Pond Ring 2This story was the winning entry in the adult category Short Story Contest: “Diamond in the Drink -or- How Did the Wedding Ring End up in the Kelley Pond?”

By Barry Bryan

I heard about the wedding ring found in the Kelley pond and the contest for best story about how it got there. Sometimes the best story is the truth. It is my ring. I put it there forty-two years ago and prefer that it stay there.

This story began at the end of another one. I’ll start there. Back in 1970 I had been married to Greta for over ten years and had a good paying office job at a manufacturing plant. I moved stacks of invoices to other stacks and put numbers into ledgers. I’d been there for years. I can’t say I was happy there, but a sensible person didn’t leave a good job.

Our marriage was good. We both worked and spent our weekends keeping up our yard or going to movies and eating out. We were both working for retirement and the better life to follow. Sometimes I had doubts about our life, but that was silly. We were doing what responsible people did.

Then trouble started. It started slow at first. It was all my fault. It wasn’t another woman, drinking, gambling or drugs. It started with a box of books. I bought the box in the parking lot of a coffee house. There were old school buses and vans parked there with clothes, books, jewelry, records and stuff for sale beside the vehicles. The sellers said they were raising money to go up the coast to Mendocino. They were going back to the land, to provide for themselves and live in the moment. I left with my books, and thought the sellers wouldn’t last long before the real world caught up with them.

When Alan Watts, Jack Kerouac, Carl Jung, Ram Das and Lao Tsu walked in the door with me, life changed. Reading them was slow at first, but I was soon thinking about our life on a treadmill going nowhere. I tried to talk to Greta about what I was learning, but she wasn’t interested. She was comfortable the way things were and didn’t understand why I wasn’t. For awhile, I kept my reading detached from our life. Then, Lao Tsu kicked me in the butt when he said:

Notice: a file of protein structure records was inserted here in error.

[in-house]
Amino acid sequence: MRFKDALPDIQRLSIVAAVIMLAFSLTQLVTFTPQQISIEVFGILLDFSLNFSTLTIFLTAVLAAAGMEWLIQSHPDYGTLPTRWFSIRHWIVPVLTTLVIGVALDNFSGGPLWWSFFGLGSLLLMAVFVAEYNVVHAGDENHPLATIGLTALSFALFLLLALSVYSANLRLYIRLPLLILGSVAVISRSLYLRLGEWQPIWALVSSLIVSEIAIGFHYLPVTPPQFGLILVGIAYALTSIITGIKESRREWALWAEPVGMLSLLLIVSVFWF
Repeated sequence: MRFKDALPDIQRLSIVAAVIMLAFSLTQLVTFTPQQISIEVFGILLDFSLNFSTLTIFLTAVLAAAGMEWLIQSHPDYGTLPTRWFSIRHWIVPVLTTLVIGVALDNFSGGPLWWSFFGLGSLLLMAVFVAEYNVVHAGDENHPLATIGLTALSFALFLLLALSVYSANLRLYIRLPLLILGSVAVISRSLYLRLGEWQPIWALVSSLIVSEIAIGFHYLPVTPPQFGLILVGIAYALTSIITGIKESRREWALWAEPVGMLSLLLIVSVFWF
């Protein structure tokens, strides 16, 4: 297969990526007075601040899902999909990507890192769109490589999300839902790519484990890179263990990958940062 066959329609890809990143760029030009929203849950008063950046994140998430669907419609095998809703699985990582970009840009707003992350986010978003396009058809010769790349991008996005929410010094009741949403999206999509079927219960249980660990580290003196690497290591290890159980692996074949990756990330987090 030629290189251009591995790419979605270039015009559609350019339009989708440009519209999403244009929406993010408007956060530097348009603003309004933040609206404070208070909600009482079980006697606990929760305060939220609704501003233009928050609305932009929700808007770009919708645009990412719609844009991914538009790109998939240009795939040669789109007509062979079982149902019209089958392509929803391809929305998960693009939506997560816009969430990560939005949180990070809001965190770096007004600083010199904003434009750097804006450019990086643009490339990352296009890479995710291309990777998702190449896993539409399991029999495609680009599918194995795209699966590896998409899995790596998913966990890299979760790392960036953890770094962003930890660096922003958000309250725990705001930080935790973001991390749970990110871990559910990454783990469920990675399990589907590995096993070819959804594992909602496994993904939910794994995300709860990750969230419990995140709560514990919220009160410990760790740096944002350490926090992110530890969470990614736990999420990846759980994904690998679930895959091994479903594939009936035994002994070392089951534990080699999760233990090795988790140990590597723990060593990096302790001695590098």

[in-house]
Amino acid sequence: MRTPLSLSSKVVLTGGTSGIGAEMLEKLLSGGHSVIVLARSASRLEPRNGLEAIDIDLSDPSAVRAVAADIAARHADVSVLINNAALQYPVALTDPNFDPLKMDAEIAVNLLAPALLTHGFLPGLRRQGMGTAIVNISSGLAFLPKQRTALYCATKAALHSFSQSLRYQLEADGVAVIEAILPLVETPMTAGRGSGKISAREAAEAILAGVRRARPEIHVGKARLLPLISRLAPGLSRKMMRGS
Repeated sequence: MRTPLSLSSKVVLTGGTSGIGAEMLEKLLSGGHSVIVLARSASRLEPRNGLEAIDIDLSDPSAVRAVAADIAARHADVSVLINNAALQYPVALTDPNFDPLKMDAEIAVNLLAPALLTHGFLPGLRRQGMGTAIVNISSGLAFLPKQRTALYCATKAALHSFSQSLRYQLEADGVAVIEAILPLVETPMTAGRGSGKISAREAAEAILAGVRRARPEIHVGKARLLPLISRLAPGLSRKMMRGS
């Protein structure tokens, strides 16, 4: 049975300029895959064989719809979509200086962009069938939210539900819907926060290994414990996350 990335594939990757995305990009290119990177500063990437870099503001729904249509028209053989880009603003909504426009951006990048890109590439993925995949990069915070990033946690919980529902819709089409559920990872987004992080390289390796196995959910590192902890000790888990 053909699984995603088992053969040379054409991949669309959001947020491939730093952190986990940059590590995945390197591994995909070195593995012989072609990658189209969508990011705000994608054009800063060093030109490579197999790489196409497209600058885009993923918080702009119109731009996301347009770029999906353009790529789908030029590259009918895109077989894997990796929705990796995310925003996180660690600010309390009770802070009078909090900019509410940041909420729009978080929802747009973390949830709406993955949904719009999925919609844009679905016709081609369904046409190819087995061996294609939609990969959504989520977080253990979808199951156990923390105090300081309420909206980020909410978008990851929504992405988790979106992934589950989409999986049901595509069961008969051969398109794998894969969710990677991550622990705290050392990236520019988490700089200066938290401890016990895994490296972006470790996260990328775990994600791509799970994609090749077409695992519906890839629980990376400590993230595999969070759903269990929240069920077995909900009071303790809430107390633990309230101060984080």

“If you do not change direction, you may end up where you are heading.”

He talked directly to me. I was thrown off balance. Then he sucker punched me with:

“At the center of your being you have the answer; you know who you are and what you want”.

When I came to, Lao walked out the door. Jack carried their bags.

“Wait, where are you going?”

“We’re going north to Mendocino. We’re going to catch up with you. You’ve already left. You just don’t know it yet”.

That’s the way I remember it.

Before long I told Greta that I had to go north. I wanted to go together, but she wouldn’t hear of it. She gave in and agreed I could go for thirty days and she would drive up at the end of the month. She said if I realized my mistake, I would go home with her. I said if things were going well she could stay a couple of days and we would talk it out.

Things were rough at first. I made it to a farm where I slept in the barn in exchange for doing farm work. Others slept in tents, a school bus, and an empty chicken coop. We didn’t really do a lot of work, but we did everything the farmer asked. We were labor, but also companions and entertainment for him. He had been lonely since his wife died years before. He taught us to do all the practical things a farm demanded. We talked to him about what we hoped to find. He talked about what life had taught him. He told us to respect the land and nature would take care of us. He said people generally live up to your expectations if you let them know what you expect. We talked to him about philosophy and he related everything we said to nature. We earned each others respect and trust. We were becoming a family.

When I accepted the coastal weather, I became aware of the beauty around me. The ocean changed daily in color and temperament. Its rhythm was soothing. Words were not adequate to describe the stateliness, grace and impact of the redwoods. I had found the place where I belonged. I was home.

The month ended and I was excited about Greta’s visit. I wanted to show her everything. I knew she would love this place and the people. We could start a better life together.

On the day of Greta’s visit, I hitched a ride to town and waited in the bar on Main Street. We were to meet there at noon. I waited alone all afternoon. The bartender came over and asked if I was George W. Richards. I told him I was and he handed me an envelope. It was from Greta. She was not showing up that day or any other. I had abandoned her and hurt her beyond repair. She had burned my books and did not want to see me again.

I stumbled outside and walked up the street. Dazed, I stopped at the pond and starred at the water. Lao stood next to me. He said: “when I let go of what I am, I become what I might be.” He patted me on the shoulder and walked away. I looked at the ring on my left hand and took it off. My initials were on the inside. I threw it and my old life into the pond and walked to the highway to catch a ride back to the farm.

Four of us stayed with the old farmer until he passed away. To our shock and surprise, he left the farm to us. I still live there in peace and happiness.